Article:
Pursuant to this agreement, the locks were removed allowing water to flow freely between the wetlands and the Middle Oconee River. The earthen levee remains, allowing walking access between the river and the wetlands.

On January 1, 2017, the Jeffco Boys graciously donated ownership of the entire 189.55 acre tract to the Jefferson City Board of Education. This act of generosity allows the Jefferson City School System the opportunity to incorporate this incredible space into its PreK - 12 instructional program. Through the utilization of a retired school bus, a mobile instructional laboratory (BioBus) has been created for instructional purposes.

Attached are pictures of the wetlands, the BioBus and several student activities at the location.

My Educational Philosophy

To a laughable extent, my studies included Latin and French. The meanings behind the phrases “Omnia mutantur; nihil interit” and “Plus ca change, plus c’est la meme chose” remain with me to this day. Simply stated, they both mean that everything changes and nothing changes.

Take hats for example. There have been round hats, square hats, three cornered hats, coon skin hats, beaver skin hats, hats made out of feathers, etc. The fundamental purpose of the hat has always been the same; protecting the head from the elements.

Education is no different. Changes come and changes go. There was a time when the involvement of state and federal government in public schools was negligible. This has drastically changed, and I’m not being critical of the fact. The link between education and a society’s ability compete economically is crucial.

Nevertheless, there must be a level of consistency at the foundation of any school or school system. The ability to to change while remaining fundamentally sound is crucial. In pedestrian terms, football formations change regularly; however, winning still rests on the ability to block and tackle.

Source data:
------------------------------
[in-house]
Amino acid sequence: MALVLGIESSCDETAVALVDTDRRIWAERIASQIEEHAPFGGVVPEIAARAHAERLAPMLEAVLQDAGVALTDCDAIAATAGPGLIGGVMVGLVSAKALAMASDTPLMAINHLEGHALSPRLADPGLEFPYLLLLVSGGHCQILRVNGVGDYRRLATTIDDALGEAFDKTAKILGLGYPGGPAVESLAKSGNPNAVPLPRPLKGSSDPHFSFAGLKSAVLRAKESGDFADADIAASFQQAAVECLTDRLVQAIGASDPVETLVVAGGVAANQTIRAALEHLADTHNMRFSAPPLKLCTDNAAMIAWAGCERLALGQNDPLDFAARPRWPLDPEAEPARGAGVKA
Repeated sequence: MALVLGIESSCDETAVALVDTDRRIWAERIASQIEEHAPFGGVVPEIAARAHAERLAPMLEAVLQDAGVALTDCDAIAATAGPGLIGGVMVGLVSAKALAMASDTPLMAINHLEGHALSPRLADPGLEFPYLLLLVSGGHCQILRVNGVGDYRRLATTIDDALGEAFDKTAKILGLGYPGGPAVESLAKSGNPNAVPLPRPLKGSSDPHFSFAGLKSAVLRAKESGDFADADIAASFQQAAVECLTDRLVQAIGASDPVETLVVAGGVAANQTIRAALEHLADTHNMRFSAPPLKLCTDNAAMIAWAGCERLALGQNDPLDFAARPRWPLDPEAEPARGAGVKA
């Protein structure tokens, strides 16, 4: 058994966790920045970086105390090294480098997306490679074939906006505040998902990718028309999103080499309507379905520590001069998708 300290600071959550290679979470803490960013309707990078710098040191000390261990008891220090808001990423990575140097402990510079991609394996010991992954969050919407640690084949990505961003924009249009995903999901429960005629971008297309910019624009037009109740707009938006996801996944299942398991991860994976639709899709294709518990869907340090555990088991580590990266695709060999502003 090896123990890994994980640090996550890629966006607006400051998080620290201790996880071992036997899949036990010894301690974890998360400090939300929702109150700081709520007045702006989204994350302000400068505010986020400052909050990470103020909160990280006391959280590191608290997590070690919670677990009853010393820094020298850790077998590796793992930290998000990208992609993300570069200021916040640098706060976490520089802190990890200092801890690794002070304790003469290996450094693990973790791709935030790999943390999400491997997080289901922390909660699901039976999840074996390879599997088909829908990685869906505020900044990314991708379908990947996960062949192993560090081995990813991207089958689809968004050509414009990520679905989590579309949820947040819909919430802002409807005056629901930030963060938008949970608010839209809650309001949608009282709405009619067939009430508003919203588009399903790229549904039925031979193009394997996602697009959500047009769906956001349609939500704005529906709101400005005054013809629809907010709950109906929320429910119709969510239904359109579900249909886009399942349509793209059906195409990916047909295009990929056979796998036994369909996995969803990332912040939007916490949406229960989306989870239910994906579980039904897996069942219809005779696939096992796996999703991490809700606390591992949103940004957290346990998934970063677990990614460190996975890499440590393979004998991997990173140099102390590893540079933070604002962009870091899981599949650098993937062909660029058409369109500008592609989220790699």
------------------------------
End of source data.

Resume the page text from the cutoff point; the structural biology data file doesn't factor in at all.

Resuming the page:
Through a quirky set of circumstances, a principal’s job was handed to me at 25 years of age. I had the opportunity to attend meetings with Alton Crews, the long time Superintendent of Gwinnett County Schools. Dr. Crews was incredibly intelligent and he had a basic and straight forward philosophy on what most impacted student learning. I’ve followed it for 40+ years and here it is:

  1. You can not teach what you do not know.
  2. The presentation of the material must be organized in a logical sequence, building upon itself from simple to complex.
  3. The teacher, building administrator, superintendent, etc. must establish the agenda for what takes place in a classroom, school, system, etc. Uncertainty and confusion must not reign.
  4. The teacher, building administrator, superintendent, etc. must have a fundamental liking and respect for students. If they do not, the students will be the first to know.

All four of the aforementioned variables must be present. Three out of four will not work.

There you have it. Straightforward, understandable and free from all forms of gobbledegook. God Bless Alton Crews!


Jefferson City Schools by the Numbers

Our Jefferson City School System students returned to class on 7/27/18. The enrollment numbers are:

Jefferson Elementary School - 901
Jefferson Academy - 888
Jefferson Middle School - 880
Jefferson High School - 1,126
Total System Enrollment - 3,795

The two largest grades are:
9th Grade - 313
5th Grade - 312

The two smallest grades are:
12th Grade - 252
Kindergarten - 253

Work at Memorial Stadium continues. The installation of the home bleachers has begun and should be completed in approximately ten days. Because work on the field house can now proceed regardless of the weather, progress has picked up considerably. The natural turf field is in place and the synthetic turf field will be completed in four to five weeks.

Upon completion, the Jefferson City School System's extra curricular venues will be among Georgia's best. The William Duncan Martin Performing Arts Center, STEAM Center; AFROTC Facility, 200 acre Natural Wetlands Learning Center, Agriculture and Livestock Center, Jefferson Arena and Jefferson Memorial Stadium provide our students with opportunities that are truly remarkable.

Speaking as someone who attended school during desegregation, the importance of extra curricular programs carries a special meaning for me. While school integration is mostly a thing of the past, American public school systems remain diverse institutions. Differences in ethnicity, religion, socioeconomic backgrounds, educational experiences, etc., are prevalent. I spent considerable time in Japan studying Japanese schools. The uniformity of the Japanese society compared to the diversity within the United States is pronounced.

I believe that herein lies the biggest benefit from extracurricular programs offered by our public schools. Yes, we can put students under the same roof, and this is a good and noble objective; however, it has its limits. It is when students come together as members of a marching band, track team, ROTC drill team, one act play, wrestling, baseball, football, volleyball teams, etc. that dynamics shift. Now success rests on teamwork, cooperation, unselfishness, practice, and the collective response to pressure, failure and success. In a society as diverse as ours, such contributions are huge.